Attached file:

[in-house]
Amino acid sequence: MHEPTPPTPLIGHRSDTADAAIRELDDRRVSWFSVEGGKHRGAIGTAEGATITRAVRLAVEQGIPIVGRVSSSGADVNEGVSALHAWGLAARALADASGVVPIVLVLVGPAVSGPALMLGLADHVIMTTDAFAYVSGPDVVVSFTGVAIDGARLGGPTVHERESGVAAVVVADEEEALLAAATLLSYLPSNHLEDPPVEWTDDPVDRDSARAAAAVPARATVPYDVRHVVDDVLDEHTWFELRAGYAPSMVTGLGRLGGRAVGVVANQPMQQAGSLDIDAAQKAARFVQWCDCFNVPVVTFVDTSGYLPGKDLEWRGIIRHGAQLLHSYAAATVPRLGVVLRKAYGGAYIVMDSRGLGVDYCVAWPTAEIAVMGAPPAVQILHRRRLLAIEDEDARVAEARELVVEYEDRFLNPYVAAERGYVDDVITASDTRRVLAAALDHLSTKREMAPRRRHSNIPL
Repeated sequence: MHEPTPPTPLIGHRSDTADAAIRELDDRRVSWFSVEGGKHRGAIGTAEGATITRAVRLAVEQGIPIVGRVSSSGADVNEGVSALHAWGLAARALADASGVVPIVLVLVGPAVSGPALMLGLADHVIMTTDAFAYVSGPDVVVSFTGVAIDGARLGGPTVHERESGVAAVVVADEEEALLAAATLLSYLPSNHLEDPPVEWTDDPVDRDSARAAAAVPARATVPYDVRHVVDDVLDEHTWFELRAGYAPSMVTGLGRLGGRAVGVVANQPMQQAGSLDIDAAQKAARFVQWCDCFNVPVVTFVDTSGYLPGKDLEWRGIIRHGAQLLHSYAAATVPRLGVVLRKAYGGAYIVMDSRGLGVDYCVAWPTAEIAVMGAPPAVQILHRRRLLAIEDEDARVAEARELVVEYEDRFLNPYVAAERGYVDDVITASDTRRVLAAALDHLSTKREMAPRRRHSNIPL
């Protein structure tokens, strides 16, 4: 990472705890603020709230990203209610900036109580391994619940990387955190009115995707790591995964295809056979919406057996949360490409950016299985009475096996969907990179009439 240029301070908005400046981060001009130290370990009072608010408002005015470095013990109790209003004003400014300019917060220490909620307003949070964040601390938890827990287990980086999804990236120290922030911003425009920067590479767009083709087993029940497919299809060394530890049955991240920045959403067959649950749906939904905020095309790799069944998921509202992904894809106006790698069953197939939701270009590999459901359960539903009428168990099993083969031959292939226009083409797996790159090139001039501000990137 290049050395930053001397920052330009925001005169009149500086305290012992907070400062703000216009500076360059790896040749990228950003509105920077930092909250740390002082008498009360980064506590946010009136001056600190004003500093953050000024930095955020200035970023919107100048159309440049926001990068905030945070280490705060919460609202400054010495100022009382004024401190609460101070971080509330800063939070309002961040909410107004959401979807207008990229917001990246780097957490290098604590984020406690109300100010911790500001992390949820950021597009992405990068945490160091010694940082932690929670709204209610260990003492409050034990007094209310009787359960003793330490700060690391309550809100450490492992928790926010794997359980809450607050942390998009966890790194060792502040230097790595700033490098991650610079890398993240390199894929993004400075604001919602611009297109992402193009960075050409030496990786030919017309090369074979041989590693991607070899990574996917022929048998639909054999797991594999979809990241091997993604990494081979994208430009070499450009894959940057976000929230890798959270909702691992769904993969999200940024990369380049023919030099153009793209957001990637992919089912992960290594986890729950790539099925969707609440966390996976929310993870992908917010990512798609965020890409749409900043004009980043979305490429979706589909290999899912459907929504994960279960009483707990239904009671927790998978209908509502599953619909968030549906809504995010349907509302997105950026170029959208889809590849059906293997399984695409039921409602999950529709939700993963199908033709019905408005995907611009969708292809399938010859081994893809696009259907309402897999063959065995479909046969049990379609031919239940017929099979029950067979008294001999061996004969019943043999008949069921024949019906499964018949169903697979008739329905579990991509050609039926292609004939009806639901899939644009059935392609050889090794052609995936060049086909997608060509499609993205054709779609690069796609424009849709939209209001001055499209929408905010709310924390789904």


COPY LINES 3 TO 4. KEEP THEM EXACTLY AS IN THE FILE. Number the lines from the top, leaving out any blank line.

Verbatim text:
Repeated sequence: MHEPTPPTPLIGHRSDTADAAIRELDDRRVSWFSVEGGKHRGAIGTAEGATITRAVRLAVEQGIPIVGRVSSSGADVNEGVSALHAWGLAARALADASGVVPIVLVLVGPAVSGPALMLGLADHVIMTTDAFAYVSGPDVVVSFTGVAIDGARLGGPTVHERESGVAAVVVADEEEALLAAATLLSYLPSNHLEDPPVEWTDDPVDRDSARAAAAVPARATVPYDVRHVVDDVLDEHTWFELRAGYAPSMVTGLGRLGGRAVGVVANQPMQQAGSLDIDAAQKAARFVQWCDCFNVPVVTFVDTSGYLPGKDLEWRGIIRHGAQLLHSYAAATVPRLGVVLRKAYGGAYIVMDSRGLGVDYCVAWPTAEIAVMGAPPAVQILHRRRLLAIEDEDARVAEARELVVEYEDRFLNPYVAAERGYVDDVITASDTRRVLAAALDHLSTKREMAPRRRHSNIPL
């Protein structure tokens, strides 16, 4: 990472705890603020709230990203209610900036109580391994619940990387955190009115995707790591995964295809056979919406057996949360490409950016299985009475096996969907990179009439 240029301070908005400046981060001009130290370990009072608010408002005015470095013990109790209003004003400014300019917060220490909620307003949070964040601390938890827990287990980086999804990236120290922030911003425009920067590479767009083709087993029940497919299809060394530890049955991240920045959403067959649950749906939904905020095309790799069944998921509202992904894809106006790698069953197939939701270009590999459901359960539903009428168990099993083969031959292939226009083409797996790159090139001039501000990137 290049050395930053001397920052330009925001005169009149500086305290012992907070400062703000216009500076360059790896040749990228950003509105920077930092909250740390002082008498009360980064506590946010009136001056600190004003500093953050000024930095955020200035970023919107100048159309440049926001990068905030945070280490705060919460609202400054010495100022009382004024401190609460101070971080509330800063939070309002961040909410107004959401979807207008990229917001990246780097957490290098604590984020406690109300100010911790500001992390949820950021597009992405990068945490160091010694940082932690929670709204209610260990003492409050034990007094209310009787359960003793330490700060690391309550809100450490492992928790926010794997359980809450607050942390998009966890790194060792502040230097790595700033490098991650610079890398993240390199894929993004400075604001919602611009297109992402193009960075050409030496990786030919017309090369074979041989590693991607070899990574996917022929048998639909054999797991594999979809990241091997993604990494081979994208430009070499450009894959940057976000929230890798959270909702691992769904993969999200940024990369380049023919030099153009793209957001990637992919089912992960290594986890729950790539099925969707609440966390996976929310993870992908917010990512798609965020890409749409900043004009980043979305490429979706589909290999899912459907929504994960279960009483707990239904009671927790998978209908509502599953619909968030549906809504995010349907509302997105950026170029959208889809590849059906293997399984695409039921409602999950529709939700993963199908033709019905408005995907611009969708292809399938010859081994893809696009259907309402897999063959065995479909046969049990379609031919239940017929099979029950067979008294001999061996004969019943043999008949069921024949019906499964018949169903697979008739329905579990991509050609039926292609004939009806639901899939644009059935392609050889090794052609995936060049086909997608060509499609993205054709779609690069796609424009849709939209209001001055499209929408905010709310924390789904």